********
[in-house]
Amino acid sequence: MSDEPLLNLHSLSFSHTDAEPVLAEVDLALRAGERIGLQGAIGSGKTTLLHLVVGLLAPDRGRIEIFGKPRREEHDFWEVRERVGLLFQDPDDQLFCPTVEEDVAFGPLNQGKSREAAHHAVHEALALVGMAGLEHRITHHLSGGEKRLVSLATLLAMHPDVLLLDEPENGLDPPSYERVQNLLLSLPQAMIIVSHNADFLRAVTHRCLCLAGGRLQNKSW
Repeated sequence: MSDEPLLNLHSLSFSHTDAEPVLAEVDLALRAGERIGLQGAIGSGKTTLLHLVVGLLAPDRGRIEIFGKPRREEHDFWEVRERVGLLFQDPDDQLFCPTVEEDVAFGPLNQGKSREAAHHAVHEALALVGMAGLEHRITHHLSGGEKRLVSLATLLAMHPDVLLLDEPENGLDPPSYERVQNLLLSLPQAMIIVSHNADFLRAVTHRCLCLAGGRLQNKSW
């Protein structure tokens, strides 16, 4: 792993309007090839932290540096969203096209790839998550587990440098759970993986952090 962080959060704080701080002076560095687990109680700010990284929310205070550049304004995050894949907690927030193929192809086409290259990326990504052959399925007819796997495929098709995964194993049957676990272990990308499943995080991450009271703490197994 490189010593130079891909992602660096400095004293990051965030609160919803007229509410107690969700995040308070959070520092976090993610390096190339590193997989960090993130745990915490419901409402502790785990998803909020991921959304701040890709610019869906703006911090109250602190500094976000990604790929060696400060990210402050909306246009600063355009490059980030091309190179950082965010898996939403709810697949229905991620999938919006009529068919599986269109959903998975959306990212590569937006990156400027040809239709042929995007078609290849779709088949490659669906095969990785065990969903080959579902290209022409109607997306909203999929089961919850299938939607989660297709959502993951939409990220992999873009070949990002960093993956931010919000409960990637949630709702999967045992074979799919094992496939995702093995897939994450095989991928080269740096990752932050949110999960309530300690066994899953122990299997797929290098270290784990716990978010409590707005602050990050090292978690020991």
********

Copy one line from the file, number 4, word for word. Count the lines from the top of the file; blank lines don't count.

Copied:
């Protein structure tokens, strides 16, 4: 792993309007090839932290540096969203096209790839998550587990440098759970993986952090 962080959060704080701080002076560095687990109680700010990284929310205070550049304004995050894949907690927030193929192809086409290259990326990504052959399925007819796997495929098709995964194993049957676990272990990308499943995080991450009271703490197994 490189010593130079891909992602660096400095004293990051965030609160919803007229509410107690969700995040308070959070520092976090993610390096190339590193997989960090993130745990915490419901409402502790785990998803909020991921959304701040890709610019869906703006911090109250602190500094976000990604790929060696400060990210402050909306246009600063355009490059980030091309190179950082965010898996939403709810697949229905991620999938919006009529068919599986269109959903998975959306990212590569937006990156400027040809239709042929995007078609290849779709088949490659669906095969990785065990969903080959579902290209022409109607997306909203999929089961919850299938939607989660297709959502993951939409990220992999873009070949990002960093993956931010919000409960990637949630709702999967045992074979799919094992496939995702093995897939994450095989991928080269740096990752932050949110999960309530300690066994899953122990299997797929290098270290784990716990978010409590707005602050990050090292978690020991």